21 20 Medium-Term Growth Prospects 30. While a 2-percent growth appears feasible in the long-term, reaching this mark in the medium-term implies a rapid turnaround in TFP growth and a modest recovery in investment. Taking into account a pickup in the capacity utilization and employment over the next 34 years, TFP growth would need to rapidly converge toward about 0.7 percent a year, and investment rates toward about 17 percent. This would imply investment Contribution to Growth: 2014-17 Capital 3 3 growth of about 4 percent (Figure I-6); (Percentage points) Capacity Utilization and in these circumstances, investment 2 2 Working-age population growth would still not be sufficient to Labor participation 1 1 generate a positive contribution of Employment capital accumulation to growth. Under 0 0 Human capital staffs baseline scenario, output would TFP -1 -1 bottom out in 2014 and growth would Pessimistic Moderately Baseline Optimistic Pessimistic gradually pick up to near 2 percent implying an average growth of about Source: IMF staff estimates. 1.5 percent over 201417and the output gap would be closed by 2017. Depending on confidence effects and the headwinds to growth from deleveraging in the public and private sectors, various scenarios can be envisaged for the TFP and investment growth implying average output growth rates of between 1 and 2 percent (see chart). E. Conclusion 31. The paper aims to assess Portugals potential growth performance over the medium- to long-term. The evaluation is underpinned by a backward-looking analysis of growth and convergence, and in particular of the massive TFP shortfall and lack of convergence experienced since the early 90s. It outlines how the institutional set-up and policy response were inadequate to absorb the various shocks faced by the economy over this period and how the large human capital gap prevented the country from moving up the global value-added chain to tackle increased competition and benefit from new technologies. 32. The forward-looking analysis, however, assumes that the authorities ambitious structural reform agenda delivers on its promise to address these institutional and policy gaps and boost TFP growth significantly. On this basis, achieving a 2-percent growth rate over the long-termconsistent with resumption of moderate convergence growthappears to be a realistic objective. The challenge is that reaching the 2-percent growth mark in the medium-term implies both a rapid turnaround in underlying TFP growth and a recovery in investment.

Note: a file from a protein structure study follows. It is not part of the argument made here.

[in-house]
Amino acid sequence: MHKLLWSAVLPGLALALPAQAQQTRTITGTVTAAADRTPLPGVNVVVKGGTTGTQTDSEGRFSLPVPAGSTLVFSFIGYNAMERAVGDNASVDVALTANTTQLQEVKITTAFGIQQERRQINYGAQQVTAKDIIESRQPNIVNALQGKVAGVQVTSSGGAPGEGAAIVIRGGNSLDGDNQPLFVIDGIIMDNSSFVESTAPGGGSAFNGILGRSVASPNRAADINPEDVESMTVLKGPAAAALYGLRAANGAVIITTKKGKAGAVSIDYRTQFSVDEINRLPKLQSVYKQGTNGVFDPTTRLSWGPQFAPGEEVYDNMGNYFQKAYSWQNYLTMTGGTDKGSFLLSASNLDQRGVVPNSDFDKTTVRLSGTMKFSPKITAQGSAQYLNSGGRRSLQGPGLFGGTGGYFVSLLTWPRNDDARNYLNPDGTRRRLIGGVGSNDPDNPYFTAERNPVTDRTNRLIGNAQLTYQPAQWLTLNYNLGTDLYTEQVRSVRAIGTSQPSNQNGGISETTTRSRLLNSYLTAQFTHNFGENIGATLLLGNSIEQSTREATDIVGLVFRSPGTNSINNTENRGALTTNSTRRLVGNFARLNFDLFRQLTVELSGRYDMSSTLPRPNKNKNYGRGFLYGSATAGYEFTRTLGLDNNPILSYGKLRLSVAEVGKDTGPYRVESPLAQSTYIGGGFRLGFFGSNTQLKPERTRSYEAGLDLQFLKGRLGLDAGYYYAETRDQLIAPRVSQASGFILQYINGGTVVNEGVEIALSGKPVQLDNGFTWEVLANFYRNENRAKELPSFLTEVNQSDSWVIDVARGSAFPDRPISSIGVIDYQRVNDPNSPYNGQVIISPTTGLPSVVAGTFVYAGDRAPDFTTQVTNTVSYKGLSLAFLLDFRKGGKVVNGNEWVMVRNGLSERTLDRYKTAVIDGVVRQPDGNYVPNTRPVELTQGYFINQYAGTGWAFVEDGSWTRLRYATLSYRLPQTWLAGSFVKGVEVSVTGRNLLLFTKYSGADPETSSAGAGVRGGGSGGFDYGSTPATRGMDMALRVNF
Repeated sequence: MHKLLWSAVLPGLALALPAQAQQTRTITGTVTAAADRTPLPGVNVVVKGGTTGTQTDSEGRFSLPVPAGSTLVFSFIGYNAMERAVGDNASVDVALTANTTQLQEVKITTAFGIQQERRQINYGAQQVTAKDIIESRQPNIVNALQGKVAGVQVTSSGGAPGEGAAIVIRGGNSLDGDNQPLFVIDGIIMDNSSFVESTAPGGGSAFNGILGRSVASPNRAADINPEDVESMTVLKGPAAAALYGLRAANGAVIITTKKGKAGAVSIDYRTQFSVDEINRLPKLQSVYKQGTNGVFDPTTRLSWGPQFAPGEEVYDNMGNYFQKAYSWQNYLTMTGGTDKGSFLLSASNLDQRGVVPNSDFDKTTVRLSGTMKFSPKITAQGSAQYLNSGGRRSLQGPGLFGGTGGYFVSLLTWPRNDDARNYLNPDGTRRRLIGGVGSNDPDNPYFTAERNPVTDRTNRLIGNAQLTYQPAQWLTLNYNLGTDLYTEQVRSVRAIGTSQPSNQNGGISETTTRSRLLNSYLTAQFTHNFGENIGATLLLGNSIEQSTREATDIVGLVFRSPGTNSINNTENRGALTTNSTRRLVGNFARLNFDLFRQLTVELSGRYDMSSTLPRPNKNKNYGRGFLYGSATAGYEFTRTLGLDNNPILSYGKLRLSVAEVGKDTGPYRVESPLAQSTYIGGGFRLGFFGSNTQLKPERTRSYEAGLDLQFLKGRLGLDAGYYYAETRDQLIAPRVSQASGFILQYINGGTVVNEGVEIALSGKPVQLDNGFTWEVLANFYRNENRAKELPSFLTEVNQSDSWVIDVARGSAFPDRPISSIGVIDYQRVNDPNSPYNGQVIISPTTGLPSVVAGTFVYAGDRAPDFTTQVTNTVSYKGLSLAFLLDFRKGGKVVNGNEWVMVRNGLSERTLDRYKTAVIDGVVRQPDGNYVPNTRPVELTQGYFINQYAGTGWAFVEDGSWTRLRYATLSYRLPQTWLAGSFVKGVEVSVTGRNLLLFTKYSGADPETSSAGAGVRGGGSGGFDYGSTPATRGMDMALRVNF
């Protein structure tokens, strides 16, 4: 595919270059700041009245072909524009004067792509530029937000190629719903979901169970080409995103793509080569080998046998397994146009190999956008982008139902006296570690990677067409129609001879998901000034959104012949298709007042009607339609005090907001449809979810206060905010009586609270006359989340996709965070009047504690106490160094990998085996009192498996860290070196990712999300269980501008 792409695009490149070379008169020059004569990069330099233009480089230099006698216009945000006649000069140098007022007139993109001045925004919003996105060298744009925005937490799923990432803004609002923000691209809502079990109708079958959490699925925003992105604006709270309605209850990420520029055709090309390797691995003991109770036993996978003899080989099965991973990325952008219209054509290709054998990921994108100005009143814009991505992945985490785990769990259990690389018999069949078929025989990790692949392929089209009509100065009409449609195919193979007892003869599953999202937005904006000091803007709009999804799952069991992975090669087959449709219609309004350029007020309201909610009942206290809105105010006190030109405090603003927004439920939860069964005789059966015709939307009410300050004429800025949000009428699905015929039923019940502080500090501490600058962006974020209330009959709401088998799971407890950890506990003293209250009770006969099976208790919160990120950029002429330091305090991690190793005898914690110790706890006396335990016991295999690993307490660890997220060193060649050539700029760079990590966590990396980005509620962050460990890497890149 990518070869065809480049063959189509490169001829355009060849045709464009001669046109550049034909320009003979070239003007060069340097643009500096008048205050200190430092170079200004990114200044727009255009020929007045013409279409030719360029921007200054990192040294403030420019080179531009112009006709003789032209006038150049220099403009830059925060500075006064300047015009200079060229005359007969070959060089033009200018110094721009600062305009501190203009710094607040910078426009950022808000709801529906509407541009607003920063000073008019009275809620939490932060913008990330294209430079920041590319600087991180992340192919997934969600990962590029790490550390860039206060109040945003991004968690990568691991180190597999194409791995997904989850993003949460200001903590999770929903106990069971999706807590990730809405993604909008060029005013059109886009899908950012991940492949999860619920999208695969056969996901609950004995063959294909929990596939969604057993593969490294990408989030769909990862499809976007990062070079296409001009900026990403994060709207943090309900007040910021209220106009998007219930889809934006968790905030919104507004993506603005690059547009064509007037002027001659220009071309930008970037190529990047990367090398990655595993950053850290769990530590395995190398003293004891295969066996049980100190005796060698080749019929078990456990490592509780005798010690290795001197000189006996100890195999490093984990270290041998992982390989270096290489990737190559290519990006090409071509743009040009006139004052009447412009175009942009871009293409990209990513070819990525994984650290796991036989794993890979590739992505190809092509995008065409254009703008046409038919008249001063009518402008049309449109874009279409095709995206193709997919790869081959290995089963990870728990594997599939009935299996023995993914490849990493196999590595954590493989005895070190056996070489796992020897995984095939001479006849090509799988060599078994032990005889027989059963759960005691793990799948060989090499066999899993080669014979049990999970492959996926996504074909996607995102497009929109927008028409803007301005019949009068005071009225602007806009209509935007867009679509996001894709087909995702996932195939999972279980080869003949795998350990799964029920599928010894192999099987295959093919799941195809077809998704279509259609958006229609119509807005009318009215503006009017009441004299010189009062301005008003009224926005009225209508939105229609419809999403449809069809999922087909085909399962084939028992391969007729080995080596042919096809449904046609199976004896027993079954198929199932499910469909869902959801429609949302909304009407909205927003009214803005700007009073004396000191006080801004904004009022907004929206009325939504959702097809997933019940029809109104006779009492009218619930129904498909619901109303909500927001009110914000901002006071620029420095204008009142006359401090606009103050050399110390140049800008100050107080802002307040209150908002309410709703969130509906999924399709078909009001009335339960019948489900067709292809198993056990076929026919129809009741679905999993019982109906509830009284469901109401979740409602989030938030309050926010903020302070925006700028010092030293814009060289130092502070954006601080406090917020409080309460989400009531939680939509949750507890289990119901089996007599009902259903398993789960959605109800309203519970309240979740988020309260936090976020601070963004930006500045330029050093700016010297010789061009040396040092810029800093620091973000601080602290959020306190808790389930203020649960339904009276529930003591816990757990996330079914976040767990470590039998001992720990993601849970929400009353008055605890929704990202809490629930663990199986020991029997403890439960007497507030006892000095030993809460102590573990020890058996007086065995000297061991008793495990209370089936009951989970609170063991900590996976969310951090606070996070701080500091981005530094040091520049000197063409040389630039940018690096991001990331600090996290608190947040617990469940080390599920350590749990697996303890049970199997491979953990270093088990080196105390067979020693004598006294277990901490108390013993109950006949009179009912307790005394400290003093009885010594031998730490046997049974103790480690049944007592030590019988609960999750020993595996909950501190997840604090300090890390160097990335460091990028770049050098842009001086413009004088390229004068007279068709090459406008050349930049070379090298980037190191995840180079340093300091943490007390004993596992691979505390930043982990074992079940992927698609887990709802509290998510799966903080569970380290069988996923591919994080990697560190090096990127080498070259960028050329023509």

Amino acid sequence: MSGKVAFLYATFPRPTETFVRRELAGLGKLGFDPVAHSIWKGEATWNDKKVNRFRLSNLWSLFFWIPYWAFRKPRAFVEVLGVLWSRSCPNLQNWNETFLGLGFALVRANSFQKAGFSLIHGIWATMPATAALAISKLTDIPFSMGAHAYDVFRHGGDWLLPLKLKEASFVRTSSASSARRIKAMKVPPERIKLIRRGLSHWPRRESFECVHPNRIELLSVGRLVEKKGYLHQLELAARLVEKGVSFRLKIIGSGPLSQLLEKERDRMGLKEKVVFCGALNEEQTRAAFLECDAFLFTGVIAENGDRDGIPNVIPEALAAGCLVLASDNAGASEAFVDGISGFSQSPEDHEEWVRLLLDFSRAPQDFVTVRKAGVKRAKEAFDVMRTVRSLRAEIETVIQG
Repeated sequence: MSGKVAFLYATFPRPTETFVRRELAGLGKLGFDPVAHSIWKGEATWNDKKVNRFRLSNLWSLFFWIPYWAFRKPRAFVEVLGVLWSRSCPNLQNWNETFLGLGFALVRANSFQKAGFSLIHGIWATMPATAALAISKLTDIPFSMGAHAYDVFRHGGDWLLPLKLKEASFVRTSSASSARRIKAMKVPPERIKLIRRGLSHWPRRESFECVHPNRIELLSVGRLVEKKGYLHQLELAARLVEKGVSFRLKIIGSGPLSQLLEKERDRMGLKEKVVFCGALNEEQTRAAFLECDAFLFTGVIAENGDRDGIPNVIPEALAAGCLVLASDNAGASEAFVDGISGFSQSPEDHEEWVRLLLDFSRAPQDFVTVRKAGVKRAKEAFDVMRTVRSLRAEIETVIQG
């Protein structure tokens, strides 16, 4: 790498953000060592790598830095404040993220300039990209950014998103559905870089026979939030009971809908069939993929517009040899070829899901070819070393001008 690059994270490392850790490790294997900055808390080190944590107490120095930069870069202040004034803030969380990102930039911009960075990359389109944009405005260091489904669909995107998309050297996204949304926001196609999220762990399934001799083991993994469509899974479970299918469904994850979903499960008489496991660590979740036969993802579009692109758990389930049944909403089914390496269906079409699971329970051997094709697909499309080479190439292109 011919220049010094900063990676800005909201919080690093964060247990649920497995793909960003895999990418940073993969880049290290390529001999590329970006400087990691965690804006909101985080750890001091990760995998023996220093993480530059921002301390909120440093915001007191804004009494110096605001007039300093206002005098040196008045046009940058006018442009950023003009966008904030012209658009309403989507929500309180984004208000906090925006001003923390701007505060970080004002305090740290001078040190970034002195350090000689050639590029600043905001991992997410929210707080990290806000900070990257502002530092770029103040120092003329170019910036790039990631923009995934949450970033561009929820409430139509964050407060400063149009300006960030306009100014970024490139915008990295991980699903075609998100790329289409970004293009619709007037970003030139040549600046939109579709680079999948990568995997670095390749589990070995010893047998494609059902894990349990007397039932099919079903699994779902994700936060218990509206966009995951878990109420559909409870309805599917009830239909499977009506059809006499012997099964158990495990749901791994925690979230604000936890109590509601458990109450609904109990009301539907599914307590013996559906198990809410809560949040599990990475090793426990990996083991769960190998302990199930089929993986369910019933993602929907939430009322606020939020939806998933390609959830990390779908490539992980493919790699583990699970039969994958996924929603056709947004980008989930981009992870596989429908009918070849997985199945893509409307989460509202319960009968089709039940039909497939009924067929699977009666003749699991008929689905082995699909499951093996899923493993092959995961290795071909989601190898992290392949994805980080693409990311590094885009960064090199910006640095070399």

22 21 Table I-1. Portugal: Labor and Product Markets Since 2011 Labor Market Reforms Introducing a higher degree of representation before allowing extension of collective agreements. Multi-year tripartite agreement on minimum wage increases halted; minimum wage frozen (duration of program). Public sector salaries cut. Unemployment benefit reform reduced the replacement rate, shortened duration, and reduced minimum benefits. Reorientation of ALMP toward training programs and/or practical insertion courses. Improving the quality of secondary education; strengthening vocational training. Reduced severance pay: fully aligned under all types (fixed and open-ended) of new contracts; rate of accumulation (without losing accrued-to-date entitlements) lowered and aligned for existing contracts. Labor Code revisions facilitating working time flexibility; reductions in holidays and annual leave days. Product Market Reforms New Competition Law approved by Parliament; specialized Competition Court established. A study of all major industry regulators is underway. Public Procurement Code has been revised. Removal of certain special rights of the state ("golden shares") in publicly held companies. Competition being fostered in regulated professions (new draft law in Parliament). Transposition into national legislation of the EU Regulatory Framework for Electronic Communications. Mobile termination rates lowered. Adopted measures for increased competition in fixed market by improving the mobility of consumers. 4G spectrum auction launched under The spectrum auction has been launched under rules designed to facilitate market entry and increase competition. Legislation phases out remaining regulated tariffs for electricity by January 2013. The transposition of the EU's Third Energy Package is close to completion. Rent-reducing measures will alleviate some of the still substantial pressures on end-user prices. Legislation phases out remaining regulated tariffs for natural gas by January 2013. Early stages of work towards establishment of a pan-Iberian gas market. Landmark Port Work reform near completionwith substantial effects on labor costs and efficiency in portsand ambitious reform proposals for the port governance model are in train. New legal frameworks for about half of the amendments required to comply with the EU Services Directive have been approved. Judicial system reform: targets to resolve the backlog in courts, with good progress in clearing enforcement cases; rationalization of court system; adoption of legal framework for arbitration, strengthening out-of-court dispute mechanisms. Housing Market: Landmark revisions to the urban rental legislation have been adopted.